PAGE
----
The M320 is based on the AG36, which in the 1990s H&K developed in parallel with the 5.56-mm G36 assault rifle for the Germany Army. In German service the AG36 replaced the single-shot H&K 40mm HK69A1 stand-alone grenade launcher. An advantage of the AG36/ M320 is that the barrel pivots to the side so the weapon does not need to be raised from the ground to be reloaded and this design also allows the use of extended-length ammunition. The AG36 can be fitted to the standard 48-cm G36 barrel and 39-cm close quarter battle barrel. More than 30,000 have since been produced for customers in Germany, the Netherlands, Portugal, Spain and Britain.

The British Ministry of Defence acquired the AG36 to meet an urgent operational requirement to boost the firepower of British troops deployed in Afghanistan and Iraq; every four-man fire team within the British Army, Royal Marines and Royal Air Force Regiment includes one grenadier. This distribution is typical of many armies. The selection of the AG36 for use with the SA80 5.56-mm assault rifle builds on the relationship established when H&K upgraded the weapon to the much-improved SA80A2 standard. A quadrant sight has been fielded for use with the AG36 and fire team leaders use the new PLR 15c Commanders Target Locating System, a 1500-metre range laser rangefinder, to provide the grenadier with the range to the target. As part of the Future Integrated Soldier Technology Increment la, planned to achieve an initial operational capability in late 2010, the army is seeking to acquire medium-velocity ammunition to extend the range of the UGL to 800 metres.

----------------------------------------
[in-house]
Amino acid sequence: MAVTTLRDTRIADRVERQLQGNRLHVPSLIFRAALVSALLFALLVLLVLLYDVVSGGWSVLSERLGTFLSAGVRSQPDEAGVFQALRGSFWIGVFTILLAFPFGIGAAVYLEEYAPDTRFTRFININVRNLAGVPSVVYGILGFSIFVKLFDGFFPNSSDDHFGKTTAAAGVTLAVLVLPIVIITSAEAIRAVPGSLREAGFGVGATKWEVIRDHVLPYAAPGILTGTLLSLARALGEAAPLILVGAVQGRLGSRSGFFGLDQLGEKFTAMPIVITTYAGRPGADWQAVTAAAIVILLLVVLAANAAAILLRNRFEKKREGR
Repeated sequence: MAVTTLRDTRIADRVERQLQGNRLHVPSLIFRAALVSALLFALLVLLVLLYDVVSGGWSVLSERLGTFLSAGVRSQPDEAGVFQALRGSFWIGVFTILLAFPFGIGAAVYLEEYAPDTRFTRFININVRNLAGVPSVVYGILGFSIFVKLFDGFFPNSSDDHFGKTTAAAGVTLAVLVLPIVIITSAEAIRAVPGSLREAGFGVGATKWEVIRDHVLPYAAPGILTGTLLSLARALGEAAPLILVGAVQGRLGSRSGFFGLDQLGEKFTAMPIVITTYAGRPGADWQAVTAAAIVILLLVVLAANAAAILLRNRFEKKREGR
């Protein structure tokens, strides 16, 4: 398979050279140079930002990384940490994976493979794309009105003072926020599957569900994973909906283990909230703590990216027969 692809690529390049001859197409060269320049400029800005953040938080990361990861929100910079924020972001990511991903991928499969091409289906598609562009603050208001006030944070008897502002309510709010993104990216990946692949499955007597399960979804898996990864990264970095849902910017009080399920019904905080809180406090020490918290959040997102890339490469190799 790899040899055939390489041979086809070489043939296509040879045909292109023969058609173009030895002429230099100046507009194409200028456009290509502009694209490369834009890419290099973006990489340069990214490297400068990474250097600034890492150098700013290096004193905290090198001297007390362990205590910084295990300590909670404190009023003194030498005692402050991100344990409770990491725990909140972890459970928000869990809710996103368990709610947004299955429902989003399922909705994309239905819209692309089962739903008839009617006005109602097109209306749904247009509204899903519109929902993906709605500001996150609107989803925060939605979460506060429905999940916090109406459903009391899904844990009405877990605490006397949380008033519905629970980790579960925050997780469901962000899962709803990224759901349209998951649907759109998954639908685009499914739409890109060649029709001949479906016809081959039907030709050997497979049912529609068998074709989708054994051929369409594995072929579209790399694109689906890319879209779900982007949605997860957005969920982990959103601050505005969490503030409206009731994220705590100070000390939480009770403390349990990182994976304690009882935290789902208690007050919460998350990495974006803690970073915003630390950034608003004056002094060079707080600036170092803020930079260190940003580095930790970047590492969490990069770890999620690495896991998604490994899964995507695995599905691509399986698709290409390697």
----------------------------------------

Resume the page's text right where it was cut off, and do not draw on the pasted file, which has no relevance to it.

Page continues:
H&K developed the HK416 Grenade Launcher Module, a variant of the AG36, for use with its HK416 5.56-mm weapon designed in co-operation with the US Special Operations Command (Socom) as an enhancement to the M4 carbine. Small numbers of HK416s are being used by special forces in Afghanistan and Iraq.